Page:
He reached into his back pocket and pulled out a worn black wallet, pulling out a military ID which he slid across the bar to me. I picked it up. The picture was him, all right, looking maybe ten years old, innocent and young. The birth date was August 12, 1968. Yeah, well, so I was wrong about his age. “What kind of beer? A draft?”

“Yeah.” He nodded and smiled at me. His whole face lit up when he smiled, his full lips pulling back over slightly crooked, yellowed teeth. I got a plastic cup and filled it at the tap, my back to him. I placed it on a napkin. “Dollar fifty.”

He handed me two ones, and I gave him his change. He left the quarters on the bar, which I slid into my hand and tossed into my tip bucket. “Not very busy, huh?” he said, looking down at the bar, not touching the beer.

I shrugged. “Nah, we’re never busy—don’t even know why we bother being open.”

“Yeah.” He toyed with his napkin. “Do you mind talking to me? I don’t wanna be a bother.”

I laughed and gestured to the empty bar. “Not like I got anything else to do.”

This is without doubt, one of my personal favorite short stories, if not my favorite. “Unsent” was inspired by several different things: I took the title from the Alanis Morrissette song, where she is writing letters to all of her ex-lovers, which I thought might make a great concept for a short story; the heartbreaking Dixie Chicks song “Travelin’ Soldier,” which I heard for the first time on the radio driving back to New Orleans from my parents’ in Kentucky and made me cry in the car (it still makes me teary whenever I hear it; it’s one of the most heartbreaking songs ever recorded) and a memory I have of standing in the doorway at Cafe Lafitte in Exile, just before the invasion of Iraq and seeing a boy, in his Army greens, standing across the street looking at the bar with longing on his face. I kept waiting for him to cross the street and come in; but he finally just turned and walked away up Bourbon Street. Seeing him reminded me of something we so frequently forget when it comes to wars and the military; the vast majority of the young men and women out there risking life and limb are so heartbreaking young; and every death, every injury, every veteran with PTSD is such an incredible, horrible waste. And I wanted to write a story that illustrated that horrific waste. And this was, of course, during the time of don’t ask don’t tell.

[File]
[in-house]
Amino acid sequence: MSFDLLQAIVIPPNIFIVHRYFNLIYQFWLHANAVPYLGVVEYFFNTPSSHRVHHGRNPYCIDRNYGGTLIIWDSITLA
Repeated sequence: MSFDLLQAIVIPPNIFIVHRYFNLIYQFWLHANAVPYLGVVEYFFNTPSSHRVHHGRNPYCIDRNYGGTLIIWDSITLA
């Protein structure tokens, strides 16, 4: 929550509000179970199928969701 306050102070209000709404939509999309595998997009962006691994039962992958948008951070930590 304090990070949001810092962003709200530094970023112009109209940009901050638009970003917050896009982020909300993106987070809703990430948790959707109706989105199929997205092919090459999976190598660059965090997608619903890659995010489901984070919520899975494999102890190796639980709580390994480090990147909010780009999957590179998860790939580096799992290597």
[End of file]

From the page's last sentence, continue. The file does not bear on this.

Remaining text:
When Tim and Becky asked me to write a story for Fool for Love, I remembered the idea for “Unsent” and sat down and wrote it in one sitting. When I was finished, I was exhausted, and then I simply did a quick copy edit and emailed it to them. It made them both cry, and they loved the story, but wanted something a little more…upbeat, so I wrote “Everyone Says I’ll Forget In Time” to replace it. I eventually published it elsewhere–I think Lawrence Schimel was the editor?

I love this story, and despite the fact that it’s considered erotica because there’s a sex scene in it, it’s really about love and loss and waste and lost possibilities. I’m enormously proud of this story, and it is one of the stories I remind myself of whenever I get Impostor Syndrome:   if you weren’t a good writer you could have never written something like “Unsent.”

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The Heat Is On

Ash Wednesday, and Valentine’s Day, to boot.

Another Carnival is in the books, and a good time was had by all. We didn’t do as much parading as we usually do; me being in Alabama for the first weekend had a lot to do with that, and I was a lot more tired, physically, than I usually am during parade season. I suspect I am getting to that sad place in life where I am too old to handle the walk to and from the office all of those days in a row. I am, however, going to continue with my new workout routine and hopefully that will make a difference the next time Carnival rolls around.